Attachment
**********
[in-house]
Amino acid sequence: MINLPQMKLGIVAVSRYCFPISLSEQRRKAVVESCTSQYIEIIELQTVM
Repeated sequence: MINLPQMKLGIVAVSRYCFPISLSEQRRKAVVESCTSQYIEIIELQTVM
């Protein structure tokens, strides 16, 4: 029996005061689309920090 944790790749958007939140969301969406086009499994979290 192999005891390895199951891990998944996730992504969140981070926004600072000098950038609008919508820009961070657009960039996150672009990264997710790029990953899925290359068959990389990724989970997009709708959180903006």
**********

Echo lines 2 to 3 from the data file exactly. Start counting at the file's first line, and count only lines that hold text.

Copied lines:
Amino acid sequence: MINLPQMKLGIVAVSRYCFPISLSEQRRKAVVESCTSQYIEIIELQTVM
Repeated sequence: MINLPQMKLGIVAVSRYCFPISLSEQRRKAVVESCTSQYIEIIELQTVM